by Kika Davis 2 - 106 Reviews - 37 List
True sushi lovers know that the second best place in the world where seafood chefs have the best pick from the day's catch is LA (the first is Japan, of course). But while the sushi restaurants in the city get most of the buzz, real foodies know to drive over the hill and venture onto Ventura Boulevard in the San Fernando Valley.
Updated: April 19, 2010
Skip ordering a la carte, and instead, put your taste buds in the hands of Nozawa's head chef/owner, Nozawa-san, aka the "Sushi Nazi" himself. By ordering omakase (Japanese for chef's choice), your sushi is personally hand-picked. From toro and yellowtail, to uni and albacore, every fish chosen is fresh and the quality is truly unbeatable.
Sushi Iki (pronounced eeky, not icky) features pretty unusual fish brought to you by chef/owner "Crazy" Eddie Okamoto. Of course, Chef Eddie will make popular, mainstream sushi items, but the real draw is possibly finding live scallop in shell. This truly separates them from the rest of the crowd along the boulevard.
This is the place for a diner who doesn't consider spicy tuna rolls and California rolls a prerequisite for every sushi meal. In fact, they don't even make them here. Instead, you'll be treated to a culinary surprise. My favorites, the tuna carpaccio and toro tartar, are both heaven. At Kazu, you're getting quality sushi, prepared by chefs who know what they're doing--it's both a treat and a luxury not to be missed.
If you only order one thing, please let it be the albacore with crispy onions. Between the seared tuna, crispy shallots and vinaigrette, you might just die and you would be completely OK with it. The tuna's sliced so beautifully that it simply melts in your mouth and leaves the faintest of tongue-teasing vinaigrette. Word to the wise: seating is on the limited side, so reservations are pretty much mandatory. But it's worth it.
If you love great sushi and cant afford to eat at the $$$$ restaurants every day, Iwata is the next best thing. With choices like yellowtail belly, spicy tuna stuffed jalapenos, albacore tempura and spicy tuna on toast (my personal favorite), they are more of a traditional sushi restaurant, but with a twist. Parking can be difficult though, so get there early and shoot for a meter.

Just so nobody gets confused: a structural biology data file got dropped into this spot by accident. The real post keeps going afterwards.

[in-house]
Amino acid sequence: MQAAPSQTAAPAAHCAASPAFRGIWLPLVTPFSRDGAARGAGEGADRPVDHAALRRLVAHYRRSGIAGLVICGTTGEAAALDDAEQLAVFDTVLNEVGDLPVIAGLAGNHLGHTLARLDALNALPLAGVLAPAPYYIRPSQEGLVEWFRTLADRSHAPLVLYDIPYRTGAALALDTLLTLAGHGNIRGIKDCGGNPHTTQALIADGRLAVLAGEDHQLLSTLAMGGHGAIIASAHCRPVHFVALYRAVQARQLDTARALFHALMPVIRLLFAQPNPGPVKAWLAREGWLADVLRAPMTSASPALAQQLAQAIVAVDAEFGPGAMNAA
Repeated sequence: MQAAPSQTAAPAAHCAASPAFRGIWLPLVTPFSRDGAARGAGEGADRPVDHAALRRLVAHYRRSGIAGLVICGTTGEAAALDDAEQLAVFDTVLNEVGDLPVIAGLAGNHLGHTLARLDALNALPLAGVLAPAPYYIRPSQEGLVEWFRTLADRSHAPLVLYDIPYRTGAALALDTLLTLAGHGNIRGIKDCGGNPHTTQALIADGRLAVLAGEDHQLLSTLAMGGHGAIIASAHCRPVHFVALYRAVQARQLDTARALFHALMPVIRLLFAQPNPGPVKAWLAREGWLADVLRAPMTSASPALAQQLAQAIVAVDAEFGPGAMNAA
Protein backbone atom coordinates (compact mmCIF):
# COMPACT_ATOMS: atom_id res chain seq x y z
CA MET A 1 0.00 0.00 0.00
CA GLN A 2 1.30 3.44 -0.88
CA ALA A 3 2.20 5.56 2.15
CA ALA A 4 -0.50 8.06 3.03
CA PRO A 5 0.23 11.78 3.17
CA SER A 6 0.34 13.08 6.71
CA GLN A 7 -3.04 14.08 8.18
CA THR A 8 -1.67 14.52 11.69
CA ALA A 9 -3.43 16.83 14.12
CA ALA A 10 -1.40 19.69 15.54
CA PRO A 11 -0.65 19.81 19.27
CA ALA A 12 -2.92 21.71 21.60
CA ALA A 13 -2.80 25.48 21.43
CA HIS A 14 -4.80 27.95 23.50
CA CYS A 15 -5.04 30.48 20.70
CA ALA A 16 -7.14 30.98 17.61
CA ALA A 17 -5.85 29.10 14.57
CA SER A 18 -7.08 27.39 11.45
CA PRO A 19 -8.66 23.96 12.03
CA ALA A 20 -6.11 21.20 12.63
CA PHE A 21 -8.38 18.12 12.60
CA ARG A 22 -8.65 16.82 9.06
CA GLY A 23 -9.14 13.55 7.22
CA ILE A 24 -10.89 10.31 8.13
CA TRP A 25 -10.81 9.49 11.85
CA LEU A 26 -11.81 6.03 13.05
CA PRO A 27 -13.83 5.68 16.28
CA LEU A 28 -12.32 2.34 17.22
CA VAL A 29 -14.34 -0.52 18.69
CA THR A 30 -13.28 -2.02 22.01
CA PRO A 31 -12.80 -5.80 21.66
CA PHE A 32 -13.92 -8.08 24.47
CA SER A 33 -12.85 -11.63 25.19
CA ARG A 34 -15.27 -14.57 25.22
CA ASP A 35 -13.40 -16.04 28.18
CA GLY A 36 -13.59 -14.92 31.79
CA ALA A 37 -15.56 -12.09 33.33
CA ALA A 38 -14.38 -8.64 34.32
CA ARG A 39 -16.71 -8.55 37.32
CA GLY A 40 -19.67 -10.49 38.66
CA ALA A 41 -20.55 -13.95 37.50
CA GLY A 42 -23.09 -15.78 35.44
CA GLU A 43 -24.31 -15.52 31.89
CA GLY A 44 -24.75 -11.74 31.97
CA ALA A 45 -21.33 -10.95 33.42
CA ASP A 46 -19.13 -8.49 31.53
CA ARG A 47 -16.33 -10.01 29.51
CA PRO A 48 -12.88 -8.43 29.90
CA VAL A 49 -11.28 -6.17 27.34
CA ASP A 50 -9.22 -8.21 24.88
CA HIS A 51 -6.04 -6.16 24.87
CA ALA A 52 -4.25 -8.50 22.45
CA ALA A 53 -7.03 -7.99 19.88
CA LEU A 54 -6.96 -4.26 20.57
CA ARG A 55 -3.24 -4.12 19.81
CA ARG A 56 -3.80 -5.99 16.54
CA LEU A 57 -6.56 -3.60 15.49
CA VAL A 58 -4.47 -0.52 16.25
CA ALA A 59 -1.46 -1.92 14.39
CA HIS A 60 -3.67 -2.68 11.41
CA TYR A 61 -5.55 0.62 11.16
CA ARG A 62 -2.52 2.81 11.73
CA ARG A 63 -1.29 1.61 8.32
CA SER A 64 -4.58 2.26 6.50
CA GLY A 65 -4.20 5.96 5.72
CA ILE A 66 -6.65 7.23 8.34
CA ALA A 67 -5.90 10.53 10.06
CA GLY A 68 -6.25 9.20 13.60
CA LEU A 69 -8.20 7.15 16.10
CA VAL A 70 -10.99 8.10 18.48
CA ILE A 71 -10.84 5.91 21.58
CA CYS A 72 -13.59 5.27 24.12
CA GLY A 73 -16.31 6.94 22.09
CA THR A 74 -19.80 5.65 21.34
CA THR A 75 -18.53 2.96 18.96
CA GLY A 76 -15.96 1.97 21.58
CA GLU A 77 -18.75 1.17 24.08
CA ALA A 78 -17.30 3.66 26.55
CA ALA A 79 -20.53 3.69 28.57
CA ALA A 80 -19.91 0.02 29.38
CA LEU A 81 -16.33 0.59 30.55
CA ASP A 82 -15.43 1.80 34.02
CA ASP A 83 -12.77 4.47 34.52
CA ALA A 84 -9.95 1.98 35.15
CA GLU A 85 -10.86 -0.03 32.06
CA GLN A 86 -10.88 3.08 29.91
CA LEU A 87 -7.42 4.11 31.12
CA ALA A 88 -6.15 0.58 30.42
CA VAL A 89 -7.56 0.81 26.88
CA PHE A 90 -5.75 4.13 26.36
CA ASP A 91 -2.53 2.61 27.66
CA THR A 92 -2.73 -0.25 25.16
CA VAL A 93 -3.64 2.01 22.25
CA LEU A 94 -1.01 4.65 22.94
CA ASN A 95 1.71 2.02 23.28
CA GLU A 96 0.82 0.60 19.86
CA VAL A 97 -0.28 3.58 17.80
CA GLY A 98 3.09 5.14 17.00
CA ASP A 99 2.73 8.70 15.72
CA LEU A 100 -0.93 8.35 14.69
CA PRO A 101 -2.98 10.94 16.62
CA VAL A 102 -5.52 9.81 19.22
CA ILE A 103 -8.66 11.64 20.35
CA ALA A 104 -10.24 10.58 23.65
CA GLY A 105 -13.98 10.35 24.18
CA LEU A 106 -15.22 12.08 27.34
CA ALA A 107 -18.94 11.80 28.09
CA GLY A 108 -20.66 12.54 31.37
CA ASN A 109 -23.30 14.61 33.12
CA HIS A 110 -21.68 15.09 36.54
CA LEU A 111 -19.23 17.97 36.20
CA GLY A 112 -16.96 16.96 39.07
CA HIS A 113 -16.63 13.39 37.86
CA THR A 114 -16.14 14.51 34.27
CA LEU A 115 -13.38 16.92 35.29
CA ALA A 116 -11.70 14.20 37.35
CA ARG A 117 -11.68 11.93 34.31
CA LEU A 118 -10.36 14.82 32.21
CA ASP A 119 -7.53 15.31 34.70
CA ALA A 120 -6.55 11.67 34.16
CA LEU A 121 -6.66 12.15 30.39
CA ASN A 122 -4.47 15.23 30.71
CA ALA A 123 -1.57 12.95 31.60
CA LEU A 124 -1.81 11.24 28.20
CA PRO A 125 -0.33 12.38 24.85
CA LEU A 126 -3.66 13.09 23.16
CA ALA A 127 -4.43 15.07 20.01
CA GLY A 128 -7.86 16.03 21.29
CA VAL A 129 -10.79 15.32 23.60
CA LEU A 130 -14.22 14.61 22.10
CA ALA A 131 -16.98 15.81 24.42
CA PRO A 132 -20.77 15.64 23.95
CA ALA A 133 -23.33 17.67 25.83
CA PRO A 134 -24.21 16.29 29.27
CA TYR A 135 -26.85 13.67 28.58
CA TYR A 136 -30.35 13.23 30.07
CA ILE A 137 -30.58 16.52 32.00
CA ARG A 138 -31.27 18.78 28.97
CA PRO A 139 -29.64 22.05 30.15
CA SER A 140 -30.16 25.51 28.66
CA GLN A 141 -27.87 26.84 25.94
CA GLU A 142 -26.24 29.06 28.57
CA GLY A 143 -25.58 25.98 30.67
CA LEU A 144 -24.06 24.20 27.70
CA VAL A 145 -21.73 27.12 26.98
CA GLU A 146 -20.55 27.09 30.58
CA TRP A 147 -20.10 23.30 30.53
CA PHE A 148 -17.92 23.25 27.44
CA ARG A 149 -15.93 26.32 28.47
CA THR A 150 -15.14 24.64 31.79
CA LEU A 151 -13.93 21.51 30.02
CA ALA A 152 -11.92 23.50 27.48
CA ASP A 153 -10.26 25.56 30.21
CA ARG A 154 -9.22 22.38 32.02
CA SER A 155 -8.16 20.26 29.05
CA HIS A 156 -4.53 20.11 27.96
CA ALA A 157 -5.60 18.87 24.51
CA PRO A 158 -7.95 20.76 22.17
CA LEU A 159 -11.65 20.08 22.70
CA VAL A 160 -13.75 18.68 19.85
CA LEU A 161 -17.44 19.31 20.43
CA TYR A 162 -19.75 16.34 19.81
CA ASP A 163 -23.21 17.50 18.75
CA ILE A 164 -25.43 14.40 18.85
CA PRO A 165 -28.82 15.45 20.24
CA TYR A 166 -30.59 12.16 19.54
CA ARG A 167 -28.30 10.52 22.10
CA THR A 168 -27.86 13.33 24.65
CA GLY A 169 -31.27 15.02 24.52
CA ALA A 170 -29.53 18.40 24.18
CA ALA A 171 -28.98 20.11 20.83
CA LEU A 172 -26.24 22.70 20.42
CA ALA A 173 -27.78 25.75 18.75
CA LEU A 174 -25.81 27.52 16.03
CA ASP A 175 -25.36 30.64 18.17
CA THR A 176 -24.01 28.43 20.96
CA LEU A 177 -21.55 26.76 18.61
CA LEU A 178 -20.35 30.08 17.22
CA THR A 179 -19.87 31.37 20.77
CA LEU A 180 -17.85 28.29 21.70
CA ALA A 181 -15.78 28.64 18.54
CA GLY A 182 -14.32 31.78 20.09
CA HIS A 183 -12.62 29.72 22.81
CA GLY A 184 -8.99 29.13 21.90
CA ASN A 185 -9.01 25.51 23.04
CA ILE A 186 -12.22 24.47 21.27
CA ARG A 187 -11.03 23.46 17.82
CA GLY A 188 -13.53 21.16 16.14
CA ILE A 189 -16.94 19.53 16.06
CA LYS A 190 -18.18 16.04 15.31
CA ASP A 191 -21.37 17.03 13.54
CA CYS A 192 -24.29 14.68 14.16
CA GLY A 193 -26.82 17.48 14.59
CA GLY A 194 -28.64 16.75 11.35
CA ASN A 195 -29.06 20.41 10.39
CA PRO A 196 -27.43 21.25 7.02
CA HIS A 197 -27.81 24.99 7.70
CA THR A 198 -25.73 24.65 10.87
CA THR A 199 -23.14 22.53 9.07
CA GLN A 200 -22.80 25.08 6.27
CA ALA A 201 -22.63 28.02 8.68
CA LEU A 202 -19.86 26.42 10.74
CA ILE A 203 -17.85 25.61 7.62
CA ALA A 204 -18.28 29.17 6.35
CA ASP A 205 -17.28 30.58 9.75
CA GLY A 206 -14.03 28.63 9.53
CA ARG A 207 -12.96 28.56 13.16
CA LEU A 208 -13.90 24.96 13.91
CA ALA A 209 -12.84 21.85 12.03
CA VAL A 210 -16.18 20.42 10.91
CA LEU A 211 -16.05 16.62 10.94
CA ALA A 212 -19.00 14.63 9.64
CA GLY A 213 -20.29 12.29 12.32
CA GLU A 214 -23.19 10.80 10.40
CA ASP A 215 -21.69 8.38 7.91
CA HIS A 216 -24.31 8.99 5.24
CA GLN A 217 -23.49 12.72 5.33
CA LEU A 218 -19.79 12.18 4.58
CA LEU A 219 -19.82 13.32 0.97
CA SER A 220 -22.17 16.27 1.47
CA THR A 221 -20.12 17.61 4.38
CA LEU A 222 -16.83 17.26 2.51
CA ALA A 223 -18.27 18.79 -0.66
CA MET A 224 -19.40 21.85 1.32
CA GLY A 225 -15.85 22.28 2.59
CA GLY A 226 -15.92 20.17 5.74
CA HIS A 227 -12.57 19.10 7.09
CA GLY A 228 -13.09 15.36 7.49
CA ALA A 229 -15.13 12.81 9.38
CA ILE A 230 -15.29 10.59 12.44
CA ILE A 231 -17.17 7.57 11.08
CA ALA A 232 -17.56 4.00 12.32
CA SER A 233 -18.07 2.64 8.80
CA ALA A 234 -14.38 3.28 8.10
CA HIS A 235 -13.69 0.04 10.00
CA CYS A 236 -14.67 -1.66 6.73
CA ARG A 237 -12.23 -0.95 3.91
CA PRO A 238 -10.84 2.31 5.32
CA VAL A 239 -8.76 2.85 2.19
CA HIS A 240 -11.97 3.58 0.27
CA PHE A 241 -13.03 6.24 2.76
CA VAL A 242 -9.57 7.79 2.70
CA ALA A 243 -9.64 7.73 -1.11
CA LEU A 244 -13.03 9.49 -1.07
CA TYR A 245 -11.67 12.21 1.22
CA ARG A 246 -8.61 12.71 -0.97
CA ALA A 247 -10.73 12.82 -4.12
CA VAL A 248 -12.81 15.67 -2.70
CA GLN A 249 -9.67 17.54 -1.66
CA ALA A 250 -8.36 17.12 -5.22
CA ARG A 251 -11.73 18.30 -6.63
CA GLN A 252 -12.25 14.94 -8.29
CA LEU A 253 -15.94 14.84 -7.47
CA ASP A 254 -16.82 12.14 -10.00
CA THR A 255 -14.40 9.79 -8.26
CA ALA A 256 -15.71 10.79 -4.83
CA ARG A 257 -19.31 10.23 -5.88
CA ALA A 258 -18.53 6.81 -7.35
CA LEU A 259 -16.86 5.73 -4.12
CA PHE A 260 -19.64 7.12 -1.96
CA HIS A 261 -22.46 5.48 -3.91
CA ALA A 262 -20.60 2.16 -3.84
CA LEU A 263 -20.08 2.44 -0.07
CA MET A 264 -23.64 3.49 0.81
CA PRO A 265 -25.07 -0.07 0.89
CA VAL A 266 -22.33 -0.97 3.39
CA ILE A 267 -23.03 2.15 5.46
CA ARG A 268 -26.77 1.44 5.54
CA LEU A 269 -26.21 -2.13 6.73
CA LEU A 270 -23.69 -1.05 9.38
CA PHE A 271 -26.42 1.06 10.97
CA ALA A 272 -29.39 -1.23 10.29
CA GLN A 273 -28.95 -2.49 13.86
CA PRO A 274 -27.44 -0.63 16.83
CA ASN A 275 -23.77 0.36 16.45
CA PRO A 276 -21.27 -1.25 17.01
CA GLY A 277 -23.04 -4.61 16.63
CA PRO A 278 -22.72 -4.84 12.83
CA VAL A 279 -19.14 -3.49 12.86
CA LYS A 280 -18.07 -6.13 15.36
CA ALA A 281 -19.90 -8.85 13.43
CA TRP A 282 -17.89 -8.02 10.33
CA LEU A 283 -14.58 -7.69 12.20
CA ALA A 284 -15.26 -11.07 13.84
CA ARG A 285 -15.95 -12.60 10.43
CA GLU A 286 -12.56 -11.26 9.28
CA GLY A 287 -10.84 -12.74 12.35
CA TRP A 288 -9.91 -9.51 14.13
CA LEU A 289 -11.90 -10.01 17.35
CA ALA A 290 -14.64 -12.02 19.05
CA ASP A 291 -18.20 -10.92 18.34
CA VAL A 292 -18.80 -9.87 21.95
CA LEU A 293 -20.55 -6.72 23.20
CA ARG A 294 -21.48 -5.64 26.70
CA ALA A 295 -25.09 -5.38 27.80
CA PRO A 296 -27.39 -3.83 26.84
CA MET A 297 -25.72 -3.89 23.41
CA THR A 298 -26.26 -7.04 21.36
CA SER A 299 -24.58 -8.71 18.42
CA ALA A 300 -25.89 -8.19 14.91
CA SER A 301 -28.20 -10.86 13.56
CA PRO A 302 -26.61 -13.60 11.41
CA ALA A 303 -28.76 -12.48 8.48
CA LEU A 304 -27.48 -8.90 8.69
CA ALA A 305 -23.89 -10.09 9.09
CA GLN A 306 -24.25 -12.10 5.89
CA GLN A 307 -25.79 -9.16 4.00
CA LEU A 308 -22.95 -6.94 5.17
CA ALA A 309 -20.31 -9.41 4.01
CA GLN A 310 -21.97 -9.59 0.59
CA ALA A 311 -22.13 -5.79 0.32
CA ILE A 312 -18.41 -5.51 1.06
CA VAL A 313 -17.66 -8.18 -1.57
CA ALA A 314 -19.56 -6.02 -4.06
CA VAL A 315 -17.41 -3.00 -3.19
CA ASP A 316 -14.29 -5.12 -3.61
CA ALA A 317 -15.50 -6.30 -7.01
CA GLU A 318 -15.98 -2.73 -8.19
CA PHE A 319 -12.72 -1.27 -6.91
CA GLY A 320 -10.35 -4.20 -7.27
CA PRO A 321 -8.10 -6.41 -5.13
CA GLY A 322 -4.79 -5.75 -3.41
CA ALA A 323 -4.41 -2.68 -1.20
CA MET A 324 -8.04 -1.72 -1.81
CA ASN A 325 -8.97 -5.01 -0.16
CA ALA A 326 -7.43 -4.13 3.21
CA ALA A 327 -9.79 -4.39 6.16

Not only does Kushiyu's Japanese chefs serve fresh sushi from the morning's market, they also offer grilled fish and meats, known as yakitori. If you are a fish lover like me, try the seabass kushiyaki--it is jam-packed with flavor and melts in your mouth. However, my personal favorite is the kawa (chicken skin). It's just as delicious as bacon.
Midori offers the best AYCE sushi in town. Everything is made to order, allowing the fish to stay fresh. Try the ?405 Roll? which is tuna, salmon, and albacore mixed in spicy mayo topped with albacore and bonito flakes. Guaranteed, this is the best $25.95 you'll ever spend on sushi. Just make sure you come hungry to get the biggest bang for your buck.
Sushi Dan has incredibly large portions at an affordable price. They have a more Americanized flair and they use an unnecessary amount of eel sauce, but it's good food. They offer a good selection of wines and martinis at special lunch rates, and a menu with a large selection of sushi, rolls and lunch/dinner plates.
The great thing about Akari is you never have to wait in line (but it's never dead either). They have decent prices, tasty sushi and flavorful rolls. Their happy hour is quite stellar, with beer/hot sake for $2.50, cold sake at $2.95, and nigiri/rolls for $2.50 and up. I've never been disappointed with this true hole in the wall, and I?m sure you won't be either.